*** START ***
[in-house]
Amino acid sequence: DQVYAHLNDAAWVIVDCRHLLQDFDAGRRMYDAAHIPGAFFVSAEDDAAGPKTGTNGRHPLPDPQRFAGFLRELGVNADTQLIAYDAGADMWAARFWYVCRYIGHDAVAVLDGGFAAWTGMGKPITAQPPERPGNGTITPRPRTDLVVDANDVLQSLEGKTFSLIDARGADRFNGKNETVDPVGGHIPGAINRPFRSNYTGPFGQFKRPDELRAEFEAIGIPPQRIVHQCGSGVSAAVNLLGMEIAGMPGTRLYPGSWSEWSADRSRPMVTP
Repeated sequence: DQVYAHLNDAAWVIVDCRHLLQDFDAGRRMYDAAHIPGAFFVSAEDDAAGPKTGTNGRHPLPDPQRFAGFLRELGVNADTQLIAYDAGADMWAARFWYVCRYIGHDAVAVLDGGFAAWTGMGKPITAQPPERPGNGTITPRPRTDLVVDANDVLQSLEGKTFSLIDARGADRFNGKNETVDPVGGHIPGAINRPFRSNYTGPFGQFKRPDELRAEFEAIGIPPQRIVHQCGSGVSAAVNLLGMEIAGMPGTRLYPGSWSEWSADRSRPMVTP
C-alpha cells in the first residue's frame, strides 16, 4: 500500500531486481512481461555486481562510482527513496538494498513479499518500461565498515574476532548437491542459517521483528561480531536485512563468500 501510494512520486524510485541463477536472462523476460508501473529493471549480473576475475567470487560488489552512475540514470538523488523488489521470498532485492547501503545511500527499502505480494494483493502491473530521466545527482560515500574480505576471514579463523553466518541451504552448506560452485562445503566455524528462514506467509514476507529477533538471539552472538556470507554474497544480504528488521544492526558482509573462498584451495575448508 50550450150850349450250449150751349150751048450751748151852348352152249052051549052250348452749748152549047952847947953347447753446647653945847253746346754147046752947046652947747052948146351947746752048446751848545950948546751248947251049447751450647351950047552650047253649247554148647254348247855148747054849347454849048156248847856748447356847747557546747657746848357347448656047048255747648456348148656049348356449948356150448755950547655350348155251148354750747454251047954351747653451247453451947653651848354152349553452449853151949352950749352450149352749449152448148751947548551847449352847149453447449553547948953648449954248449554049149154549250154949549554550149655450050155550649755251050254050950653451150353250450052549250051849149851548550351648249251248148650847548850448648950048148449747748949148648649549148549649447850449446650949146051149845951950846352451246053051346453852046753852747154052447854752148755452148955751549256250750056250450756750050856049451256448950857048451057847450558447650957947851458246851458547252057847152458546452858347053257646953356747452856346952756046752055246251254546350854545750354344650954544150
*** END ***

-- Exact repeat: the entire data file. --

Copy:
[in-house]
Amino acid sequence: DQVYAHLNDAAWVIVDCRHLLQDFDAGRRMYDAAHIPGAFFVSAEDDAAGPKTGTNGRHPLPDPQRFAGFLRELGVNADTQLIAYDAGADMWAARFWYVCRYIGHDAVAVLDGGFAAWTGMGKPITAQPPERPGNGTITPRPRTDLVVDANDVLQSLEGKTFSLIDARGADRFNGKNETVDPVGGHIPGAINRPFRSNYTGPFGQFKRPDELRAEFEAIGIPPQRIVHQCGSGVSAAVNLLGMEIAGMPGTRLYPGSWSEWSADRSRPMVTP
Repeated sequence: DQVYAHLNDAAWVIVDCRHLLQDFDAGRRMYDAAHIPGAFFVSAEDDAAGPKTGTNGRHPLPDPQRFAGFLRELGVNADTQLIAYDAGADMWAARFWYVCRYIGHDAVAVLDGGFAAWTGMGKPITAQPPERPGNGTITPRPRTDLVVDANDVLQSLEGKTFSLIDARGADRFNGKNETVDPVGGHIPGAINRPFRSNYTGPFGQFKRPDELRAEFEAIGIPPQRIVHQCGSGVSAAVNLLGMEIAGMPGTRLYPGSWSEWSADRSRPMVTP
C-alpha cells in the first residue's frame, strides 16, 4: 500500500531486481512481461555486481562510482527513496538494498513479499518500461565498515574476532548437491542459517521483528561480531536485512563468500 501510494512520486524510485541463477536472462523476460508501473529493471549480473576475475567470487560488489552512475540514470538523488523488489521470498532485492547501503545511500527499502505480494494483493502491473530521466545527482560515500574480505576471514579463523553466518541451504552448506560452485562445503566455524528462514506467509514476507529477533538471539552472538556470507554474497544480504528488521544492526558482509573462498584451495575448508 50550450150850349450250449150751349150751048450751748151852348352152249052051549052250348452749748152549047952847947953347447753446647653945847253746346754147046752947046652947747052948146351947746752048446751848545950948546751248947251049447751450647351950047552650047253649247554148647254348247855148747054849347454849048156248847856748447356847747557546747657746848357347448656047048255747648456348148656049348356449948356150448755950547655350348155251148354750747454251047954351747653451247453451947653651848354152349553452449853151949352950749352450149352749449152448148751947548551847449352847149453447449553547948953648449954248449554049149154549250154949549554550149655450050155550649755251050254050950653451150353250450052549250051849149851548550351648249251248148650847548850448648950048148449747748949148648649549148549649447850449446650949146051149845951950846352451246053051346453852046753852747154052447854752148755452148955751549256250750056250450756750050856049451256448950857048451057847450558447650957947851458246851458547252057847152458546452858347053257646953356747452856346952756046752055246251254546350854545750354344650954544150